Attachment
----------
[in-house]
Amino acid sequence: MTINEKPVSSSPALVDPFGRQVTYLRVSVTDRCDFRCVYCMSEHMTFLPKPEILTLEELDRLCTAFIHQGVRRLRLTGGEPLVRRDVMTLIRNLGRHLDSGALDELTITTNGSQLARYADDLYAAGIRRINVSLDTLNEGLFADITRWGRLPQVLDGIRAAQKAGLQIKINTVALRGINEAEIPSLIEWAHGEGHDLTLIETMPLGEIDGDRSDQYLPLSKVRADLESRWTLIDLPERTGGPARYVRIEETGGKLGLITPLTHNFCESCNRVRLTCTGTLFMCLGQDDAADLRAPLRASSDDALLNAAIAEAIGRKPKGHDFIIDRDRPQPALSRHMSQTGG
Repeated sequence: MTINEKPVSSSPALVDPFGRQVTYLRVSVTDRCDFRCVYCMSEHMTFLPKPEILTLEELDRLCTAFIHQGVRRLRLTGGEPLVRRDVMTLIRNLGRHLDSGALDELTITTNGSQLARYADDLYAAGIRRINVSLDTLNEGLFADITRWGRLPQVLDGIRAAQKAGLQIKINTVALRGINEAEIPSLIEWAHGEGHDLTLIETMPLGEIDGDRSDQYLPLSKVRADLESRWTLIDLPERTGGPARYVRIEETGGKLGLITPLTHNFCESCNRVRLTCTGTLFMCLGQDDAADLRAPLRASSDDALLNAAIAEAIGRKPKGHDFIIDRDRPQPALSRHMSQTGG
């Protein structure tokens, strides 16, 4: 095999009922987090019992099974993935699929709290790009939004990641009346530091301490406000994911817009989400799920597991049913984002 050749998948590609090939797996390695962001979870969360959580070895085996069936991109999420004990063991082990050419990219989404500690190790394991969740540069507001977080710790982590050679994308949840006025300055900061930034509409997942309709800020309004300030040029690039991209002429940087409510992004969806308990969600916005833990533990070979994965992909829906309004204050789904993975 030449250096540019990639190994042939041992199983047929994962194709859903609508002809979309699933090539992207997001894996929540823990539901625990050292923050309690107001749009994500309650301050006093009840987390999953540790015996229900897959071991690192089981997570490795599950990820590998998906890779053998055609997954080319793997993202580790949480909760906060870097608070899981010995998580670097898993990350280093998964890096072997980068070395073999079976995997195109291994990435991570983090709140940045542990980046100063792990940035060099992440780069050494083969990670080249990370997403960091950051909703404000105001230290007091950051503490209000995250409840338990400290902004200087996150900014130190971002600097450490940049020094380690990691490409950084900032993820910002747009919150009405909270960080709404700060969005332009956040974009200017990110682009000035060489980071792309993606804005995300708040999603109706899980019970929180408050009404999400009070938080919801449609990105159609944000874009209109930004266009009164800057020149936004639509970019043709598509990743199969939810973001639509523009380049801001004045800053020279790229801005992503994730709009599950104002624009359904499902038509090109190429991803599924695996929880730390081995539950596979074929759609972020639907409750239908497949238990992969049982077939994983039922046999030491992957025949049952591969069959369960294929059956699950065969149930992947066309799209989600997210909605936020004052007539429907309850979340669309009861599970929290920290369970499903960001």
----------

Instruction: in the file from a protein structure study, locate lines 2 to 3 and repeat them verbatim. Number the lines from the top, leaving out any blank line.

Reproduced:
Amino acid sequence: MTINEKPVSSSPALVDPFGRQVTYLRVSVTDRCDFRCVYCMSEHMTFLPKPEILTLEELDRLCTAFIHQGVRRLRLTGGEPLVRRDVMTLIRNLGRHLDSGALDELTITTNGSQLARYADDLYAAGIRRINVSLDTLNEGLFADITRWGRLPQVLDGIRAAQKAGLQIKINTVALRGINEAEIPSLIEWAHGEGHDLTLIETMPLGEIDGDRSDQYLPLSKVRADLESRWTLIDLPERTGGPARYVRIEETGGKLGLITPLTHNFCESCNRVRLTCTGTLFMCLGQDDAADLRAPLRASSDDALLNAAIAEAIGRKPKGHDFIIDRDRPQPALSRHMSQTGG
Repeated sequence: MTINEKPVSSSPALVDPFGRQVTYLRVSVTDRCDFRCVYCMSEHMTFLPKPEILTLEELDRLCTAFIHQGVRRLRLTGGEPLVRRDVMTLIRNLGRHLDSGALDELTITTNGSQLARYADDLYAAGIRRINVSLDTLNEGLFADITRWGRLPQVLDGIRAAQKAGLQIKINTVALRGINEAEIPSLIEWAHGEGHDLTLIETMPLGEIDGDRSDQYLPLSKVRADLESRWTLIDLPERTGGPARYVRIEETGGKLGLITPLTHNFCESCNRVRLTCTGTLFMCLGQDDAADLRAPLRASSDDALLNAAIAEAIGRKPKGHDFIIDRDRPQPALSRHMSQTGG